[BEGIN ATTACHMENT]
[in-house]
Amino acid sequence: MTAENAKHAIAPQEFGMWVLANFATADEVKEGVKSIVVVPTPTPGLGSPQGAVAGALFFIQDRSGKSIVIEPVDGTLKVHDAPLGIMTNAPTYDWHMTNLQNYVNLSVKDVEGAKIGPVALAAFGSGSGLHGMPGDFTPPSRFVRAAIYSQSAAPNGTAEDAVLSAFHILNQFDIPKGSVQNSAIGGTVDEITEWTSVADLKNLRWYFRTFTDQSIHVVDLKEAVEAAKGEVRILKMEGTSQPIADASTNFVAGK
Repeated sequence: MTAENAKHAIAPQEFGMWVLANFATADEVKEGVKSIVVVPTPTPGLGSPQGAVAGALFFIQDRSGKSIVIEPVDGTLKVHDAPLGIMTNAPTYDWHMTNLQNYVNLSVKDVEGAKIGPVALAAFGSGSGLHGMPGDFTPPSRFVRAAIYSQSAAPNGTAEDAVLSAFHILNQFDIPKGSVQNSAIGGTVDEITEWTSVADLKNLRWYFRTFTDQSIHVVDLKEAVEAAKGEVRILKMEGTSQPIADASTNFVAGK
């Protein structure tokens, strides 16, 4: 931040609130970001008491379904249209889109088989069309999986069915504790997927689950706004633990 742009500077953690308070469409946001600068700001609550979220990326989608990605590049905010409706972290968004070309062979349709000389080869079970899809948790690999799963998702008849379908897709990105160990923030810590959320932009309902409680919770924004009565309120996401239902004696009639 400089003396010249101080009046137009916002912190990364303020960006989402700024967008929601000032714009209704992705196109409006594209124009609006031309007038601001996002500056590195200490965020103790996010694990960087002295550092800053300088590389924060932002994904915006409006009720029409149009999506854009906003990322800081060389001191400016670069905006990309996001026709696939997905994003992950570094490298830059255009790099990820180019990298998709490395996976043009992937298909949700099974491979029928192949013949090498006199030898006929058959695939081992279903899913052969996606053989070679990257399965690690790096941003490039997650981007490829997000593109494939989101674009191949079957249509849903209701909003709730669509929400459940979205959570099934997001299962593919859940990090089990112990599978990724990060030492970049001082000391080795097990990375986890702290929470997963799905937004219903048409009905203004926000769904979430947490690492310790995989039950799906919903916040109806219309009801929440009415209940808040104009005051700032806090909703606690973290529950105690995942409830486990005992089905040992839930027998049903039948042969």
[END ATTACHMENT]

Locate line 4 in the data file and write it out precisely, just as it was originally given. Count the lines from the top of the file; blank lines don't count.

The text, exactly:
């Protein structure tokens, strides 16, 4: 931040609130970001008491379904249209889109088989069309999986069915504790997927689950706004633990 742009500077953690308070469409946001600068700001609550979220990326989608990605590049905010409706972290968004070309062979349709000389080869079970899809948790690999799963998702008849379908897709990105160990923030810590959320932009309902409680919770924004009565309120996401239902004696009639 400089003396010249101080009046137009916002912190990364303020960006989402700024967008929601000032714009209704992705196109409006594209124009609006031309007038601001996002500056590195200490965020103790996010694990960087002295550092800053300088590389924060932002994904915006409006009720029409149009999506854009906003990322800081060389001191400016670069905006990309996001026709696939997905994003992950570094490298830059255009790099990820180019990298998709490395996976043009992937298909949700099974491979029928192949013949090498006199030898006929058959695939081992279903899913052969996606053989070679990257399965690690790096941003490039997650981007490829997000593109494939989101674009191949079957249509849903209701909003709730669509929400459940979205959570099934997001299962593919859940990090089990112990599978990724990060030492970049001082000391080795097990990375986890702290929470997963799905937004219903048409009905203004926000769904979430947490690492310790995989039950799906919903916040109806219309009801929440009415209940808040104009005051700032806090909703606690973290529950105690995942409830486990005992089905040992839930027998049903039948042969």